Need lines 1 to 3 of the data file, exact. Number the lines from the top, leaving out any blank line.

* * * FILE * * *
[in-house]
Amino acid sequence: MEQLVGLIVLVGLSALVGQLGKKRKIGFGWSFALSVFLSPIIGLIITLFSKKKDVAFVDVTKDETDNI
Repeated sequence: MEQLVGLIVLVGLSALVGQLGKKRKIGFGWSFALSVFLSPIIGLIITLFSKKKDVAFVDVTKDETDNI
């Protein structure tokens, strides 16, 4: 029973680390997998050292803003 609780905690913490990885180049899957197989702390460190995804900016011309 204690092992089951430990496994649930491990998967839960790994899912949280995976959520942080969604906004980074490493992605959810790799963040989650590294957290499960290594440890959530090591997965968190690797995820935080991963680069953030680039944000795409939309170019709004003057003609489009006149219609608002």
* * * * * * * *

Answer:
[in-house]
Amino acid sequence: MEQLVGLIVLVGLSALVGQLGKKRKIGFGWSFALSVFLSPIIGLIITLFSKKKDVAFVDVTKDETDNI
Repeated sequence: MEQLVGLIVLVGLSALVGQLGKKRKIGFGWSFALSVFLSPIIGLIITLFSKKKDVAFVDVTKDETDNI